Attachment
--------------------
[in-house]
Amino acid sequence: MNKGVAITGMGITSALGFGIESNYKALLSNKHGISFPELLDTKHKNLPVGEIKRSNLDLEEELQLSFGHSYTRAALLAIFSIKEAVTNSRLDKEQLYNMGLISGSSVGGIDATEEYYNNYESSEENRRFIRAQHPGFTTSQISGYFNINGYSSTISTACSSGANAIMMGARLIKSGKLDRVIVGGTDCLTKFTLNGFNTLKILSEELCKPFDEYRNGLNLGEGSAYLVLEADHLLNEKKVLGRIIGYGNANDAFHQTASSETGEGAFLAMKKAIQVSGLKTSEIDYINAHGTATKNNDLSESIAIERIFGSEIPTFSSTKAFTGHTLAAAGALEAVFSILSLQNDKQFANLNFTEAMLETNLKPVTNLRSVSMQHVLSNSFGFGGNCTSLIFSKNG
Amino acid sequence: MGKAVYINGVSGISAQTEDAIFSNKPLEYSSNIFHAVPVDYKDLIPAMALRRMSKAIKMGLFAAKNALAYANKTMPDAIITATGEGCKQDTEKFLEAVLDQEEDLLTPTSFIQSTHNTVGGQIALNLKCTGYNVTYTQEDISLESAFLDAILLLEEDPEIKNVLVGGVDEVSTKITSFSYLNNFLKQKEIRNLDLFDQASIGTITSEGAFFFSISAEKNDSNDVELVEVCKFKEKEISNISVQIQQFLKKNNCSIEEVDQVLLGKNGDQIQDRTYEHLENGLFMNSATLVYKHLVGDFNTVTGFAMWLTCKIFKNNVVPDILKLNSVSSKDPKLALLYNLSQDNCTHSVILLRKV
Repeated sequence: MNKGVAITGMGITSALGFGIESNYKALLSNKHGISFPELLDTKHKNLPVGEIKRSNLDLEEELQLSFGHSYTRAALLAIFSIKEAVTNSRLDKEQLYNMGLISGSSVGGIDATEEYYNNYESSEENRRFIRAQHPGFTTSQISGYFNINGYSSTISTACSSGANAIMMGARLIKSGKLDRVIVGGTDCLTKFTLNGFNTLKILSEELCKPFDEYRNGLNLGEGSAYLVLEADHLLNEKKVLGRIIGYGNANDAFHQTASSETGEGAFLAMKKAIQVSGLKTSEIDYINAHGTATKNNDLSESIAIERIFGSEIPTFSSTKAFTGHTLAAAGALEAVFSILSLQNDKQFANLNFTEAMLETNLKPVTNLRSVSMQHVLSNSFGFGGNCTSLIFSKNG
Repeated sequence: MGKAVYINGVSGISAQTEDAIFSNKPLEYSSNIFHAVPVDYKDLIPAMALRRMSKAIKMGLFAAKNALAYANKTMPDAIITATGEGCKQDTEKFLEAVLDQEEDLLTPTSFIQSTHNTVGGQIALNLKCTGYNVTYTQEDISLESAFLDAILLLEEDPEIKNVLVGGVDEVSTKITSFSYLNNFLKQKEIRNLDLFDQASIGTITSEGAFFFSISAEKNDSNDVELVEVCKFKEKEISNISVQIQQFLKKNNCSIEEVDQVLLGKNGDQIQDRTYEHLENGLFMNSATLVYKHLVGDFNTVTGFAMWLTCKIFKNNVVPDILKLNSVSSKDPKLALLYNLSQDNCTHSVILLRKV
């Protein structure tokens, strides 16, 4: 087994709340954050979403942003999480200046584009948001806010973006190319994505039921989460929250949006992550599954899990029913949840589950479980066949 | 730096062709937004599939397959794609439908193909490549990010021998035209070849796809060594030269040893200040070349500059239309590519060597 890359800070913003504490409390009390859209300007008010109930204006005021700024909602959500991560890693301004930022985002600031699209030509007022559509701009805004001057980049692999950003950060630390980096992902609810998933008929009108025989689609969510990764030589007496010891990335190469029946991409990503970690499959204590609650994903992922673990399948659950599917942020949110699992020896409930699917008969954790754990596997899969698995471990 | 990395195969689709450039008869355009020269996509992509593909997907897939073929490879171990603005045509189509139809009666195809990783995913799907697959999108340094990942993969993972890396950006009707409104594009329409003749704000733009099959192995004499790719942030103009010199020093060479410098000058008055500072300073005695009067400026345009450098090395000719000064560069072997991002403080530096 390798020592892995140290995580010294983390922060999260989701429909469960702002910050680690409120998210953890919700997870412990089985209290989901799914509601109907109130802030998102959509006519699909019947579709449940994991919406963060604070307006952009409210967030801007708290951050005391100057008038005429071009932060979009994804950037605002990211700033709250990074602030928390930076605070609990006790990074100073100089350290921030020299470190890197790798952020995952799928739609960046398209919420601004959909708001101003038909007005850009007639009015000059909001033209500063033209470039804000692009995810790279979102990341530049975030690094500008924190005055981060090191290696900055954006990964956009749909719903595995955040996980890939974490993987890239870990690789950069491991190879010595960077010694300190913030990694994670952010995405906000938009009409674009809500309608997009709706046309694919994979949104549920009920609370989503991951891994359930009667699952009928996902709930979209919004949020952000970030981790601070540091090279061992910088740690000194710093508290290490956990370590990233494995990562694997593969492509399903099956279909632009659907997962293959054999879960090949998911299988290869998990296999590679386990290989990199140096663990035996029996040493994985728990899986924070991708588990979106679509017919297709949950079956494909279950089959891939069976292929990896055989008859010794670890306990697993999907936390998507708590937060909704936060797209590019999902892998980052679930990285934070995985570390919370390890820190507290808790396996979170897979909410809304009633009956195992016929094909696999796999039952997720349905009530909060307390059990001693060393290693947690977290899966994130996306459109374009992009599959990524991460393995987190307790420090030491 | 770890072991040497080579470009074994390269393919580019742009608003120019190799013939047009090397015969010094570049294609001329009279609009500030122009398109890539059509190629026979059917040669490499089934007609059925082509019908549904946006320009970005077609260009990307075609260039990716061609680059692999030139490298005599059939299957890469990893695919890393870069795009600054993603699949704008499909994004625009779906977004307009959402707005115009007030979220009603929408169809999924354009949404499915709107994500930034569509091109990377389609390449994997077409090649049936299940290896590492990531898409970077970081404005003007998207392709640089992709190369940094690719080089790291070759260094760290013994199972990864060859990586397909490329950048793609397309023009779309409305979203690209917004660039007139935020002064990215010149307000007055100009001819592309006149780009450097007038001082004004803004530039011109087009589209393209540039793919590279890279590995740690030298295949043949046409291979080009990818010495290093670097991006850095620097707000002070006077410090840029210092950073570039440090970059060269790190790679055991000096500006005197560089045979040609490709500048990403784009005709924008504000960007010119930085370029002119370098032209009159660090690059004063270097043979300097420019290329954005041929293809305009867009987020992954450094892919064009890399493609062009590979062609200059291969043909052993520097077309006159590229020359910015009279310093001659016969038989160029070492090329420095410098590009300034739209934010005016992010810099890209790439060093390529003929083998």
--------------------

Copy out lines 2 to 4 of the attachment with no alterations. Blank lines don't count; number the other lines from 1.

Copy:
Amino acid sequence: MNKGVAITGMGITSALGFGIESNYKALLSNKHGISFPELLDTKHKNLPVGEIKRSNLDLEEELQLSFGHSYTRAALLAIFSIKEAVTNSRLDKEQLYNMGLISGSSVGGIDATEEYYNNYESSEENRRFIRAQHPGFTTSQISGYFNINGYSSTISTACSSGANAIMMGARLIKSGKLDRVIVGGTDCLTKFTLNGFNTLKILSEELCKPFDEYRNGLNLGEGSAYLVLEADHLLNEKKVLGRIIGYGNANDAFHQTASSETGEGAFLAMKKAIQVSGLKTSEIDYINAHGTATKNNDLSESIAIERIFGSEIPTFSSTKAFTGHTLAAAGALEAVFSILSLQNDKQFANLNFTEAMLETNLKPVTNLRSVSMQHVLSNSFGFGGNCTSLIFSKNG
Amino acid sequence: MGKAVYINGVSGISAQTEDAIFSNKPLEYSSNIFHAVPVDYKDLIPAMALRRMSKAIKMGLFAAKNALAYANKTMPDAIITATGEGCKQDTEKFLEAVLDQEEDLLTPTSFIQSTHNTVGGQIALNLKCTGYNVTYTQEDISLESAFLDAILLLEEDPEIKNVLVGGVDEVSTKITSFSYLNNFLKQKEIRNLDLFDQASIGTITSEGAFFFSISAEKNDSNDVELVEVCKFKEKEISNISVQIQQFLKKNNCSIEEVDQVLLGKNGDQIQDRTYEHLENGLFMNSATLVYKHLVGDFNTVTGFAMWLTCKIFKNNVVPDILKLNSVSSKDPKLALLYNLSQDNCTHSVILLRKV
Repeated sequence: MNKGVAITGMGITSALGFGIESNYKALLSNKHGISFPELLDTKHKNLPVGEIKRSNLDLEEELQLSFGHSYTRAALLAIFSIKEAVTNSRLDKEQLYNMGLISGSSVGGIDATEEYYNNYESSEENRRFIRAQHPGFTTSQISGYFNINGYSSTISTACSSGANAIMMGARLIKSGKLDRVIVGGTDCLTKFTLNGFNTLKILSEELCKPFDEYRNGLNLGEGSAYLVLEADHLLNEKKVLGRIIGYGNANDAFHQTASSETGEGAFLAMKKAIQVSGLKTSEIDYINAHGTATKNNDLSESIAIERIFGSEIPTFSSTKAFTGHTLAAAGALEAVFSILSLQNDKQFANLNFTEAMLETNLKPVTNLRSVSMQHVLSNSFGFGGNCTSLIFSKNG